up with what folk had been up to the last while. Then they were back on their bikes and heading off over the Dukes pass, a brilliant bit of road to get the best out of your bike, just imagine a road with hardly any flat bits an no straights.

The last part of the route heads back to Thornhill, Kippen and on towards the Carron Valley with a stop in the Village of Fintry at a pub strangely called the Fintry Inn. After we had something to eat and a good blether about the day we split up and headed in our own directions. Good day out, only down side was I had to go round in the car due to having injured my hand. It'll be on next year, so I've been told...

Great write up Kawa, thanks for sharing it and the pics.

Wednesday, 14 October 2009

Out for tea. Now with pics.

**Here's a tip for you. Never try to catch a falling cheese grater. **

Did you know, there was a 4 degree temperature difference between Cubbie Towers and Crieffshire on Monday? Well there was, it was 10degrees C here when I left, and 14C by the time I arrived some 150 miles south at Peter's Pad. I was a little on the early side, which was handy as it meant I had time to look at the two Velos and one BSA in his shed - which gave me an idea for my shed floor. I was dithering about whether to put some old carpet down, or put up with a nasty, cold, very hard on the knees, concrete floor. Now I realise, all I need is some old lino - anyone got a few square feet of the stuff going spare? Tea, cooked by Jane, was grand, and at 7pm, Peter's neighbour, Ian arrived. The poor man, I had to give him a lift to the Stirling Castle VMCC Section AGM in Doune. He was very a good passenger and hardly complained at all. The AGM passed quickly, the main news being that Ted Haworth stepped down from his post as Chairman, and Harry Doy has taken up the mantle. I volunteered to give the Section a talk about sheep, they can't wait.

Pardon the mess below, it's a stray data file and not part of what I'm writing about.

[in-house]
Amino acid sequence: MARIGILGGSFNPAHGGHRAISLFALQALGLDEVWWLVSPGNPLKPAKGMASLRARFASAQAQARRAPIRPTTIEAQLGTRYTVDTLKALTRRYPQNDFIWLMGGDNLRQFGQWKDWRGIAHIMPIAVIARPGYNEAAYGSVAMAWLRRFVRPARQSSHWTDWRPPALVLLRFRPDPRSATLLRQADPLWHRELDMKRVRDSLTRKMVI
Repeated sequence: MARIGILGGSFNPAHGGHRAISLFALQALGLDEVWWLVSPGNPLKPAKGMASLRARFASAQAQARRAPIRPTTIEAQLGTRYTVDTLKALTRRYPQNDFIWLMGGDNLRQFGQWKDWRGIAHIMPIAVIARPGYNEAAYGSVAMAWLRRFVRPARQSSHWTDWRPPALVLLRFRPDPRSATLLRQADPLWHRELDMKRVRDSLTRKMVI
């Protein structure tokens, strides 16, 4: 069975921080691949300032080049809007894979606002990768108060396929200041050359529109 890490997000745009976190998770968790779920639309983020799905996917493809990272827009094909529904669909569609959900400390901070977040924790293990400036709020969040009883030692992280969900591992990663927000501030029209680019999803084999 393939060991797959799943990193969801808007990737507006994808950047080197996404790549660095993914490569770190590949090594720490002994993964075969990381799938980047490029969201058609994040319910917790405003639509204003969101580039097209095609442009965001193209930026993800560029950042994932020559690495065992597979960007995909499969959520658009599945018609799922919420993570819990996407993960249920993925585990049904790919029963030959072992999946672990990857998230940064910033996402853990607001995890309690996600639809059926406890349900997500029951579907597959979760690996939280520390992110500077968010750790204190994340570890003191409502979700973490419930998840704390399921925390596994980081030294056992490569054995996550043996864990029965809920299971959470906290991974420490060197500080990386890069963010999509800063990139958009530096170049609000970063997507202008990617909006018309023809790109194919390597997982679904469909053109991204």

Next day, Peter and I popped round to Ian's shed. I don't know how anyone can accumulate such an array of handlebar levers in one lifetime!

Next, the hunt was on for some wheels for my off road Cub project, so we set off to see Frankie. No luck, he wasn't selling, but he did go to all the trouble of extracting his two Cubs from their hibernation places and firing them up for us. One of them is an off road-ish looking Cub, with a 42 (or was it 48) tooth rear sprocket, which he reckons its good for both road and off road riding. The other one on show was a Sports Cub. Mmmm, nice. No nacelle, a few meatier bits and pieces, and a sharp crackle to its engine note. I wouldn't mind one of those as Cubbie MkIII.... Mrs BC wouldn't notice, would she? After all, one Cub is much the same as any other....I could paint them all black and silver...
Recognise anyone in this pic?
After Frankie's it was back to Crieff and a quick visit to Bill, the guy I got the Cub MkII frame from, to see what other goodies he might have, but I'd just missed him. Then it was time to head north and get back for my own NE Scottish Section AGM. Zoomed home, picked Mrs BC up, turned around and went back out. Our meeting was a good one, some useful comments and suggestions were made about both the Plus1 and Haggis. Watch this space.

Right, up to speed. The rain stayed away long enough this morning for the outside of the shed roof to dry off, the stiff breeze certainly helped. The inside though was still incredibly soggy and beginning to grow little white, furry patches on it. So it was out with the fan heater, and an old convector heater that costs a fortune to run. But a few quid for a few hours is surely cheaper and less inconvenient than a new roof. Between us, Mrs BC and I managed to get all the felt back on and securely fixed down with batons. Hope to get some box profile sheeting soon.

Monday, 12 October 2009

Catching up...